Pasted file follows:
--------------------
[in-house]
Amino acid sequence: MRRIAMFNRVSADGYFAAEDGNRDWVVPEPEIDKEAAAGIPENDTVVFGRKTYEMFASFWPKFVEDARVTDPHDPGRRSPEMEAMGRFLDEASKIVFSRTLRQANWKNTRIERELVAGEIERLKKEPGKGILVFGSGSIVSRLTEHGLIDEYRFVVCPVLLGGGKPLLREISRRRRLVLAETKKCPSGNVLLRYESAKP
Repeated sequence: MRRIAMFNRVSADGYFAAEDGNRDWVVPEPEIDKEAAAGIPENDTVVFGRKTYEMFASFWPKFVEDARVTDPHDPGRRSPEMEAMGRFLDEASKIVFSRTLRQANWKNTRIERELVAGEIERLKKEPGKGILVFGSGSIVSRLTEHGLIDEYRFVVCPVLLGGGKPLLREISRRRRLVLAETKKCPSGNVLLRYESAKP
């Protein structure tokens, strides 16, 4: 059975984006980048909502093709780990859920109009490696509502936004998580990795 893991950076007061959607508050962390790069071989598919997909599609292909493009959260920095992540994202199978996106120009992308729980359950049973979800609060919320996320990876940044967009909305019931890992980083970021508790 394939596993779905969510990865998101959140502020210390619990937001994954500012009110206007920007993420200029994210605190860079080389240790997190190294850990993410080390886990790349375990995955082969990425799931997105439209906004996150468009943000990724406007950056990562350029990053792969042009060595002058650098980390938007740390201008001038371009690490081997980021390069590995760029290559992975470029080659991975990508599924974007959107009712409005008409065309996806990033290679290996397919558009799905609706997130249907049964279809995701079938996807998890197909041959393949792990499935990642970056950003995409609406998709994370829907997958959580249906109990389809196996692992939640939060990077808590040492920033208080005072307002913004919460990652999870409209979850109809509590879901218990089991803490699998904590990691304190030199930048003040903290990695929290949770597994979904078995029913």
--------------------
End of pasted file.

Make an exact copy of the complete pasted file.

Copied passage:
[in-house]
Amino acid sequence: MRRIAMFNRVSADGYFAAEDGNRDWVVPEPEIDKEAAAGIPENDTVVFGRKTYEMFASFWPKFVEDARVTDPHDPGRRSPEMEAMGRFLDEASKIVFSRTLRQANWKNTRIERELVAGEIERLKKEPGKGILVFGSGSIVSRLTEHGLIDEYRFVVCPVLLGGGKPLLREISRRRRLVLAETKKCPSGNVLLRYESAKP
Repeated sequence: MRRIAMFNRVSADGYFAAEDGNRDWVVPEPEIDKEAAAGIPENDTVVFGRKTYEMFASFWPKFVEDARVTDPHDPGRRSPEMEAMGRFLDEASKIVFSRTLRQANWKNTRIERELVAGEIERLKKEPGKGILVFGSGSIVSRLTEHGLIDEYRFVVCPVLLGGGKPLLREISRRRRLVLAETKKCPSGNVLLRYESAKP
């Protein structure tokens, strides 16, 4: 059975984006980048909502093709780990859920109009490696509502936004998580990795 893991950076007061959607508050962390790069071989598919997909599609292909493009959260920095992540994202199978996106120009992308729980359950049973979800609060919320996320990876940044967009909305019931890992980083970021508790 394939596993779905969510990865998101959140502020210390619990937001994954500012009110206007920007993420200029994210605190860079080389240790997190190294850990993410080390886990790349375990995955082969990425799931997105439209906004996150468009943000990724406007950056990562350029990053792969042009060595002058650098980390938007740390201008001038371009690490081997980021390069590995760029290559992975470029080659991975990508599924974007959107009712409005008409065309996806990033290679290996397919558009799905609706997130249907049964279809995701079938996807998890197909041959393949792990499935990642970056950003995409609406998709994370829907997958959580249906109990389809196996692992939640939060990077808590040492920033208080005072307002913004919460990652999870409209979850109809509590879901218990089991803490699998904590990691304190030199930048003040903290990695929290949770597994979904078995029913």